Thursday, July 14, 2011

Baby Genius

Today I met with a student for some math tutoring. We used Cuisenaire rods for some of her instruction, and E was really interested in them.

After lunch, reading time, and putting Baby down for a nap, I told E he could play with them. He played for a while, then told me he was done, and as I was cleaning up in the kitchen he said to me "When I grow up I want to buy some of these for me."

Ha ha kids say the darndest things, don't they?

So I told E that he could just play with the set we have. So he opened the box again and I noticed that he had perfectly sorted all of the rods. Then he told me he was going to make the designs on the lid. A few minutes later, he came downstairs super excited and told me I had to go upstairs and see it "right now".

This is what I saw -

Notice the pattern on the box lid? He did that without any help! I'm so proud of my little cutie :)

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Saturday, July 9, 2011

Counting in the Kitchen

Disclaimer: we had just returned home from the city pool and the kids decided they wanted a bedtime snack before taking baths, so they were running around in their underwear while we had the snack. I am not normally the type to let the kids run around in their undies, let alone photograph them in such a state. Just so you know...

While the snack (quesadillas) was cooking on the stove, I decided now would be as good a time as any to practice meaningful counting (that is, when you count a group of objects, the number you "end on" corresponds to how many there are - so that the number 3 has meaning).

I just started playing a game with my fingers - I hid both hands behind my back, chose some fingers to hold up, then whipped them out and asked Little E to tell me how many there were. Lately we have been talking about how "5 is our one hand number, and 10 is our two hands number". So to mix things up I made sure to have fingers from each hand and to avoid sequential fingers. E did really well counting the fingers, and he seems to really understand that when he finishes, that number means "how many there are" - although he does like to get goofy with his counting sometimes and purposely mixes up his numbers. He thinks he's hilarious. Silly kid.

Then we moved on to "which hand has more fingers standing up" which E was really goo at spotting, and we reinforced meaningful counting by having him count each hand and then we would say "4 is more than 3" or whatever. When I held up all five fingers on each hand and asked "which hand has more," E surprised me by pointing to both hands. I don't know if I was more surprised that he knew they each had the same, or if I was surprised because he did t know how to describe the situation with words (he is usually quite loquacious - if he doesn't know how to tell us something, he usually makes up a new way to tell us). So I told him the had "the same" number of fingers and that led us to talk about number conservation (that 3=3, even if you've got apples and oranges... Or kiwis in our case).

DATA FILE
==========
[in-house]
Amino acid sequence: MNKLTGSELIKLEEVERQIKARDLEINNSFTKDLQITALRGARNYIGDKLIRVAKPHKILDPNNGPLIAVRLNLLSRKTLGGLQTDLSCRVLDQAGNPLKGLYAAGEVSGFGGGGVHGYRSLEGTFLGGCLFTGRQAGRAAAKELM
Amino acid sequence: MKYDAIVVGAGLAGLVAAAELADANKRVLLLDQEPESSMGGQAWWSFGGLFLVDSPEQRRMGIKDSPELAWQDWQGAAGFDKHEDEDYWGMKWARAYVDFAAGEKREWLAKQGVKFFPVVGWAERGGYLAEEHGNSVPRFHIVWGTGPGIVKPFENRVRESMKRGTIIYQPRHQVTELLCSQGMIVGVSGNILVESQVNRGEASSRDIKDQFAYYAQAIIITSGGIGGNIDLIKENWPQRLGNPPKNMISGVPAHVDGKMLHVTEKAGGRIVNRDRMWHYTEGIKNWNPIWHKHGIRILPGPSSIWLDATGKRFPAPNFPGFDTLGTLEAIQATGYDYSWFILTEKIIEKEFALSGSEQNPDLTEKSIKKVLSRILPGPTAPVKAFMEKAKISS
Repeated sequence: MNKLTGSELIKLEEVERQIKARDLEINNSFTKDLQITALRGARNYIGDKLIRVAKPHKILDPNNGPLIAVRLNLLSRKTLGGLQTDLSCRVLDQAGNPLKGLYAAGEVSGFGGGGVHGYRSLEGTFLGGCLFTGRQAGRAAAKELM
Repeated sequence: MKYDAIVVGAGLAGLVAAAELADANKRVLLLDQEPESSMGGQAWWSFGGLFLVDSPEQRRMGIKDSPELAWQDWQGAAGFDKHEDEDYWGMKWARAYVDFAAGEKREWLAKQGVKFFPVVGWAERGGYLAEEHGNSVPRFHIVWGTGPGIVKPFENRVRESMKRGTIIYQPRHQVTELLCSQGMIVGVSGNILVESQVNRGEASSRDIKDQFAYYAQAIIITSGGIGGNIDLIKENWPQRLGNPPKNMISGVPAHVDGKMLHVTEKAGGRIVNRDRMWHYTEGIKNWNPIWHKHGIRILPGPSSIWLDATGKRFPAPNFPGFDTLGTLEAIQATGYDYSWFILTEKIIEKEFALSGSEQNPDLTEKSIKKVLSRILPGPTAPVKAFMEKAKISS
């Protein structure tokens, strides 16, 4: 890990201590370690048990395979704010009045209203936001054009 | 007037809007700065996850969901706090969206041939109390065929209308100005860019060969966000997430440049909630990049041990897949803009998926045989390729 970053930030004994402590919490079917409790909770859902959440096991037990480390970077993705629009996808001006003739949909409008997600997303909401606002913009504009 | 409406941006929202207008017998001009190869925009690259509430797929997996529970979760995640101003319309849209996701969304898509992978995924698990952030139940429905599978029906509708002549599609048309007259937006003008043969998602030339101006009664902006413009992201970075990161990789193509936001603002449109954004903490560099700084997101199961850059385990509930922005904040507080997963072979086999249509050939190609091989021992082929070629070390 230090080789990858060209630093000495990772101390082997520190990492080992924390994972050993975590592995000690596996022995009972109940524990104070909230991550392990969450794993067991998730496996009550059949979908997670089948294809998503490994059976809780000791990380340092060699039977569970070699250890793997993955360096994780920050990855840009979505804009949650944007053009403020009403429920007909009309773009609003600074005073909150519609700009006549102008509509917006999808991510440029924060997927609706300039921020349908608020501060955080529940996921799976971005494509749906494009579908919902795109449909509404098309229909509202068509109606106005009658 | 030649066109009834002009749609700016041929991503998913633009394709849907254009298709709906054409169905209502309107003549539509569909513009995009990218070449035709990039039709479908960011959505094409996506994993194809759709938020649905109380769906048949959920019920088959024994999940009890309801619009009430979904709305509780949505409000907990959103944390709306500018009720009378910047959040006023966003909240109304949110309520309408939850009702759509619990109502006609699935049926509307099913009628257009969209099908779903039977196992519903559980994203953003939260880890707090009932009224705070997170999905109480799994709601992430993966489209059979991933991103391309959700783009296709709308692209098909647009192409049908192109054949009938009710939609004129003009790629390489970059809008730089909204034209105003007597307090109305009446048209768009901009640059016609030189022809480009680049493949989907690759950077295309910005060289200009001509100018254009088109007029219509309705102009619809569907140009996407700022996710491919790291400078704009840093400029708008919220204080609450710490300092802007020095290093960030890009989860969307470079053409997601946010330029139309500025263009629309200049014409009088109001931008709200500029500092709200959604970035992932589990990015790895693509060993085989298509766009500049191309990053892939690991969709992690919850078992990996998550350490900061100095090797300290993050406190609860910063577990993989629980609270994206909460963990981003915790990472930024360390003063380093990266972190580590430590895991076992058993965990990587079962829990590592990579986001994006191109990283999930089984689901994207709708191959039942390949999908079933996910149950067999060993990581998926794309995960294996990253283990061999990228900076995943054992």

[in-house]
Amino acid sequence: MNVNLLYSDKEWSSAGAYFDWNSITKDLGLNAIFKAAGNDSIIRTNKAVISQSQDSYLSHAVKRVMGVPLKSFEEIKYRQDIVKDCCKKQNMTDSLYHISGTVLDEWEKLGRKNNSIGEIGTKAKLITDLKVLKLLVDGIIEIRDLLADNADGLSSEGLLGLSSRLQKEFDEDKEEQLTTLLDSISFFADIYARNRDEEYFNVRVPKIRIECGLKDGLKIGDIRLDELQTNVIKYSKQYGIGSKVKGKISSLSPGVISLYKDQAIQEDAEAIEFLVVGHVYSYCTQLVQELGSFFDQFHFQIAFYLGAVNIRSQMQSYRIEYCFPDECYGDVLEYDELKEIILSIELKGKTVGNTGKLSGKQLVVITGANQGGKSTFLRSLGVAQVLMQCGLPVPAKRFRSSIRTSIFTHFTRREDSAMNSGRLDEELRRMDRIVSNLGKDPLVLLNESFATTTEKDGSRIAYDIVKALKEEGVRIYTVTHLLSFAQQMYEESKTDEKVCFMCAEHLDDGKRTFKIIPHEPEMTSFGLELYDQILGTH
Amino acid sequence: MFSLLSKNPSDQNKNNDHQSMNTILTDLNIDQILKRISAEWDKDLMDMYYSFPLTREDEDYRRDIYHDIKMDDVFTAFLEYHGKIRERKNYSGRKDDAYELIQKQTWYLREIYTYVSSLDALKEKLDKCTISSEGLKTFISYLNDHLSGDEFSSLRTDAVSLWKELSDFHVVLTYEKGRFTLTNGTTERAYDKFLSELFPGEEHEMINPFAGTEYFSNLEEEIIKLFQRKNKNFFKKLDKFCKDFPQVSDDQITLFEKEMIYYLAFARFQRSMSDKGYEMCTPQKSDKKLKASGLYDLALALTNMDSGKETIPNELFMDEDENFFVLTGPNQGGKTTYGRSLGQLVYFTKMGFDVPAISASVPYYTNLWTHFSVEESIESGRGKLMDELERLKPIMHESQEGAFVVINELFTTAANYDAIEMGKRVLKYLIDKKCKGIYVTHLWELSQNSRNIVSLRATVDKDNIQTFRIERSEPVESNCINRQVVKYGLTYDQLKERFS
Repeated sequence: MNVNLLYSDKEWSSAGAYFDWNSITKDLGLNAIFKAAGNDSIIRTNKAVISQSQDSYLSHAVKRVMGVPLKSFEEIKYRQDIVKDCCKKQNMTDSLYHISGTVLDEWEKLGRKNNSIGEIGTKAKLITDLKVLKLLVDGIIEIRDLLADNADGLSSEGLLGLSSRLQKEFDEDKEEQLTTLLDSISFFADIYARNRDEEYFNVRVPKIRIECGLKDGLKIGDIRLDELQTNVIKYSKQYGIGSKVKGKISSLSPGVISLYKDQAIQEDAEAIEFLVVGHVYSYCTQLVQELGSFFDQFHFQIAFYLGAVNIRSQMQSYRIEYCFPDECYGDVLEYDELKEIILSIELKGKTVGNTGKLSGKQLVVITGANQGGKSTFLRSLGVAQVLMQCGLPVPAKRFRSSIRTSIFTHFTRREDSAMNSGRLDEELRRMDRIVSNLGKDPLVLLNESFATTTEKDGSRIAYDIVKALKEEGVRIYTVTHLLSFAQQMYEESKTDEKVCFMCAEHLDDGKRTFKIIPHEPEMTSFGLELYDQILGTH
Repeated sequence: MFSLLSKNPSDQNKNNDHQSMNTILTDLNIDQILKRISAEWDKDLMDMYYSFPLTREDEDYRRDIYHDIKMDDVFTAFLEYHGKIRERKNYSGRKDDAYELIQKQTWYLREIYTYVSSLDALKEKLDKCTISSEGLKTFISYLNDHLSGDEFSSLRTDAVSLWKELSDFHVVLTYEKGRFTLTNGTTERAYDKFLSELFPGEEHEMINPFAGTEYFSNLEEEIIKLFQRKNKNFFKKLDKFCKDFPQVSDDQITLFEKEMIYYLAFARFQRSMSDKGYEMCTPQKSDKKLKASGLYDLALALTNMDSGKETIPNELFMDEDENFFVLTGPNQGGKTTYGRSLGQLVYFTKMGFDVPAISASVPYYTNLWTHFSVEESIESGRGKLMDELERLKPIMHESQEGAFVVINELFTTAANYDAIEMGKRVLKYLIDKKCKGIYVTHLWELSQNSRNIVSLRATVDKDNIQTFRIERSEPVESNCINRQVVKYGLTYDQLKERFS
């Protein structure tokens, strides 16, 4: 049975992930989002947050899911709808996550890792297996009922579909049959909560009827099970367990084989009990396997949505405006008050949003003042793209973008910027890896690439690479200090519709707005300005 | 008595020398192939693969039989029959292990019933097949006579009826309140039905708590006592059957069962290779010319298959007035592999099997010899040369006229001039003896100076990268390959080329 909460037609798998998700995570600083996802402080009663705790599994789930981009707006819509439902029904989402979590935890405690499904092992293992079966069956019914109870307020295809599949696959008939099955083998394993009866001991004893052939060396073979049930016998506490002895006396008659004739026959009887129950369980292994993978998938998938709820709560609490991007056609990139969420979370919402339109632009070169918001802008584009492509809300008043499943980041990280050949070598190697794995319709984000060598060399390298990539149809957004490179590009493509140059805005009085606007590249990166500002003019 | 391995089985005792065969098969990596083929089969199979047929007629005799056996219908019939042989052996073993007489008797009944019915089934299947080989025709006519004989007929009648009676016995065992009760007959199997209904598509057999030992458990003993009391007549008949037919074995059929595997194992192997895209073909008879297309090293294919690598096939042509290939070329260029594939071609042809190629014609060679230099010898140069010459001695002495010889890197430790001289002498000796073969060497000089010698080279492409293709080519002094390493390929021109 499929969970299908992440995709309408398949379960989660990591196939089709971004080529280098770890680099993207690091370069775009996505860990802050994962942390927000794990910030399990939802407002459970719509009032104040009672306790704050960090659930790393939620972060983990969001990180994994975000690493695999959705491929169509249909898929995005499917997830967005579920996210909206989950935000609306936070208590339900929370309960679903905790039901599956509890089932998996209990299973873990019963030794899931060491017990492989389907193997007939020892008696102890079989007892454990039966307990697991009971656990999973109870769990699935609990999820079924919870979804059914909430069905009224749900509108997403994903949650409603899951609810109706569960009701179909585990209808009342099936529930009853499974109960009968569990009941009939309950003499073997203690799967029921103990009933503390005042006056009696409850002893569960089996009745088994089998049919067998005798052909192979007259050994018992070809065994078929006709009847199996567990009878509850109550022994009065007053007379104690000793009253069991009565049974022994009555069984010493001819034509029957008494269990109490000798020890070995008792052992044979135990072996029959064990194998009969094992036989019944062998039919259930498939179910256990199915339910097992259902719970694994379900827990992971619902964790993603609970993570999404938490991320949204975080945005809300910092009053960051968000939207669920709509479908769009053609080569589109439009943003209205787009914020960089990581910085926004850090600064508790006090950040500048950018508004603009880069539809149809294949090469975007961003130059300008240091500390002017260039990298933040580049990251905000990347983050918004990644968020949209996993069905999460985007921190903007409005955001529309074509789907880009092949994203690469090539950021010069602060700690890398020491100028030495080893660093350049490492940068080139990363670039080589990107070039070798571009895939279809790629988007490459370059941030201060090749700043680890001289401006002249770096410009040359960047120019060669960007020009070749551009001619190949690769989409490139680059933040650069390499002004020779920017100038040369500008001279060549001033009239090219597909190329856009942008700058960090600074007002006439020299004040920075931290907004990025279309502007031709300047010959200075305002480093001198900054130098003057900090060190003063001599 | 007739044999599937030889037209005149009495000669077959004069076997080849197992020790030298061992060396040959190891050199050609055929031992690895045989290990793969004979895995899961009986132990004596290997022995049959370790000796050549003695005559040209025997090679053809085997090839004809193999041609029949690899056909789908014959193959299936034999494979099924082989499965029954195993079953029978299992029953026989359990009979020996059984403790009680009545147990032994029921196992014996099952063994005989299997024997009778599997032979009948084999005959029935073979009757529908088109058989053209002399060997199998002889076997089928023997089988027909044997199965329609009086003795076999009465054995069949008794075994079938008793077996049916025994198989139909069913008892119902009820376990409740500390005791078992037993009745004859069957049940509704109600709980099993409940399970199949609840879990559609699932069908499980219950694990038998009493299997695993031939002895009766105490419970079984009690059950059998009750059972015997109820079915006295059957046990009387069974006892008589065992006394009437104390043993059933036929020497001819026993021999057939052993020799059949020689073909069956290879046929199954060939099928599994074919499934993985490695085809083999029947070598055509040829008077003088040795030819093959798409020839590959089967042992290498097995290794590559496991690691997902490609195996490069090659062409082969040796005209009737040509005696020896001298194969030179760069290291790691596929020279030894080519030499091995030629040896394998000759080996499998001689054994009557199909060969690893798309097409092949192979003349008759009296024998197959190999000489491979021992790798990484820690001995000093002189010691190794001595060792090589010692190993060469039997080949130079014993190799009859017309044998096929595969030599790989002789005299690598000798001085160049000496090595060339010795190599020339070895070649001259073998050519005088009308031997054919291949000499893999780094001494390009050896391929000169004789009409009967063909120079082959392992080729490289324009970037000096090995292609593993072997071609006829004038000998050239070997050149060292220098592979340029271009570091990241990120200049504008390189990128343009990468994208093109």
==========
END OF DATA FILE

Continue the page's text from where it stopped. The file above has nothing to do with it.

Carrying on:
I set out three apples and three kiwis and asked E which there were more of, apples or kiwis. You may remember we did this with our sensory tub a while ago with the beans. True to form, E picked the apples. Then we paired them up together, counted them, and discovered there were the same amount of each.

Meaningful counting and number conservation and two very important pre-math skills (remember one-to-one functions from algebra?). Developing these math skills while kids are still young will help them tremendously later in life. Now is the time for us to build all those processes in the brain.

I love doing activities that require nothing but me and the kids and whatever is within reach. You could do this activity with toy cars and balls. Or toothbrushes and hairbrushes, or pillows and blankets.

How do you find ways to play and learn?

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Find more great preschool activities over at

I Can Teach My Child

Thursday, July 7, 2011

Uma Corrida

What does racing toy cars have to with learning?


Which car is faster? What colors are the cars? How many cars are racing?

These are all classification questions to talk with your kids about while they are playing with ... well, with anything, really.

Classifying objects is an important math skill.

I've started a blog about math and I'll be posting some more about classification and other pre-math skills over there. Be sure to check it out.

*the title is "a race" in Portuguese

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